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Reflections on the "High Performance" Paradigm's Implications for Industrial Relations as a Field

John Godard and John T. Delaney
ILR Review
Vol. 53, No. 3 (Apr., 2000), pp. 482-502
Published by: Sage Publications, Inc.
DOI: 10.2307/2695970
Stable URL: http://www.jstor.org/stable/2695970
Page Count: 21
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Reflections on the "High Performance" Paradigm's Implications for Industrial Relations as a Field
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Abstract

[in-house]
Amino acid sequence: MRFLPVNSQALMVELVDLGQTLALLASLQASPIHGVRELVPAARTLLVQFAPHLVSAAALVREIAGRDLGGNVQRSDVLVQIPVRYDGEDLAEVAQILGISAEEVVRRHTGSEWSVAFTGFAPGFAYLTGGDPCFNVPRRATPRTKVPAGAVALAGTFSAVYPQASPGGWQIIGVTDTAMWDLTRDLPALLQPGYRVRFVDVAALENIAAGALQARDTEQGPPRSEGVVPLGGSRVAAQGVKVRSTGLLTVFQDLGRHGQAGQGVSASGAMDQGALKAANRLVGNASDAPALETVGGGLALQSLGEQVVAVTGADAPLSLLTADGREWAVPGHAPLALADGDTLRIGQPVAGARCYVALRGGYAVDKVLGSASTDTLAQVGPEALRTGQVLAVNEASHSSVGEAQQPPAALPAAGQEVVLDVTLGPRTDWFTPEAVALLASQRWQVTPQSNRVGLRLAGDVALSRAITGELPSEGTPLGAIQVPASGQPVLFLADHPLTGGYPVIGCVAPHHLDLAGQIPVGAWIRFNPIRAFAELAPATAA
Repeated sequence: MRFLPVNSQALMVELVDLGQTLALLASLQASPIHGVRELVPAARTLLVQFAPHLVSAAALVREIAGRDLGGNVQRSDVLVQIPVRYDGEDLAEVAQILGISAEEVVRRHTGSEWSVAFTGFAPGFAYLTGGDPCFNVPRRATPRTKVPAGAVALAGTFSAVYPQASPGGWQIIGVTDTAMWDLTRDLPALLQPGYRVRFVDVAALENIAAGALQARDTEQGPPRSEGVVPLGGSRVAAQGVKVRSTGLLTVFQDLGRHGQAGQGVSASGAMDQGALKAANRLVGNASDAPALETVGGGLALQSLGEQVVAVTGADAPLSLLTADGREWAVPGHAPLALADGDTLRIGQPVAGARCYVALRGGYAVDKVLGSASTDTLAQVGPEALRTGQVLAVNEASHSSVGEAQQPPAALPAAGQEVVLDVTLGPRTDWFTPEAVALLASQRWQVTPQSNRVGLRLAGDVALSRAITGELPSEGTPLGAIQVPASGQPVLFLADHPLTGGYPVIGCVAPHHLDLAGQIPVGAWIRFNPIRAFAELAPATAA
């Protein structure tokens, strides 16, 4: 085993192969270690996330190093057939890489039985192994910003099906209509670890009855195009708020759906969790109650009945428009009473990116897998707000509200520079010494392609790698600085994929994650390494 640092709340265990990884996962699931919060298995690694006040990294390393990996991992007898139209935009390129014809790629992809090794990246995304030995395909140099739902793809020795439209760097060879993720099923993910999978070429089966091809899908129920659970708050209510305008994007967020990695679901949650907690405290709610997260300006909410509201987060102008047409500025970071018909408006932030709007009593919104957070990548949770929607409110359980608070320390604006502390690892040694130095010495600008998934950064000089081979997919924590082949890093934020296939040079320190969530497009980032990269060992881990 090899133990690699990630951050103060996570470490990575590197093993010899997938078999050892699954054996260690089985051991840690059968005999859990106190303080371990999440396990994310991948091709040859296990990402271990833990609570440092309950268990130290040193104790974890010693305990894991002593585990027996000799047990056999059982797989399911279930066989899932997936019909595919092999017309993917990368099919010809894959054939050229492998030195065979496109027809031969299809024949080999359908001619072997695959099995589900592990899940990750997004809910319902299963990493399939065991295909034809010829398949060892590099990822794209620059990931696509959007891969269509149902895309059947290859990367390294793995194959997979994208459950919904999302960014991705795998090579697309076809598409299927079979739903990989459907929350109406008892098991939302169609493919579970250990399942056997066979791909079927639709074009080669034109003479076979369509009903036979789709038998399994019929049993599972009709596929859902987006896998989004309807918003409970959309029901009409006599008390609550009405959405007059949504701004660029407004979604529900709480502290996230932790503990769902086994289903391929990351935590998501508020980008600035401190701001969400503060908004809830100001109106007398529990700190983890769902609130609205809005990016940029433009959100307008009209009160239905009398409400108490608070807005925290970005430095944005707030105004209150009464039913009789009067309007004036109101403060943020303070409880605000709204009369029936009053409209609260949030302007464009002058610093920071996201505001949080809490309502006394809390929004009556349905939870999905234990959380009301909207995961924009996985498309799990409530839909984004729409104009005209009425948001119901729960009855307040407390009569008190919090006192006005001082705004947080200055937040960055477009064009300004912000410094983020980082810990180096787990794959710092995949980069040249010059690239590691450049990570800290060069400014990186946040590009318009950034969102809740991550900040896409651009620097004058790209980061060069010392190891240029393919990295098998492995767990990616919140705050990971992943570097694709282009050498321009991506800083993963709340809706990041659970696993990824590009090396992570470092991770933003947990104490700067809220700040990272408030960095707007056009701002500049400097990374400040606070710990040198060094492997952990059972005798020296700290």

Over the past decade, several leading U.S. scholars have advanced a new industrial relations paradigm, according to which "high performance" work and human resource management (HRM) practices have replaced unions and collective bargaining as the innovative force in industrial relations. Although this model fundamentally challenges the traditional focus of the field of industrial relations in the United States, research on it has centered on the diffusion and performance effects of HRM innovations, with surprisingly little systematic reflection on either the underlying tenets of the new paradigm or its implications for the future of the field. Drawing on work of British and U.S. scholars, the authors identify critical aspects of the literature on this subject that deserve careful scrutiny, and suggest several criteria (such as industrial democracy) that need to be used in addition to measures of firm performance in evaluating the new paradigm.

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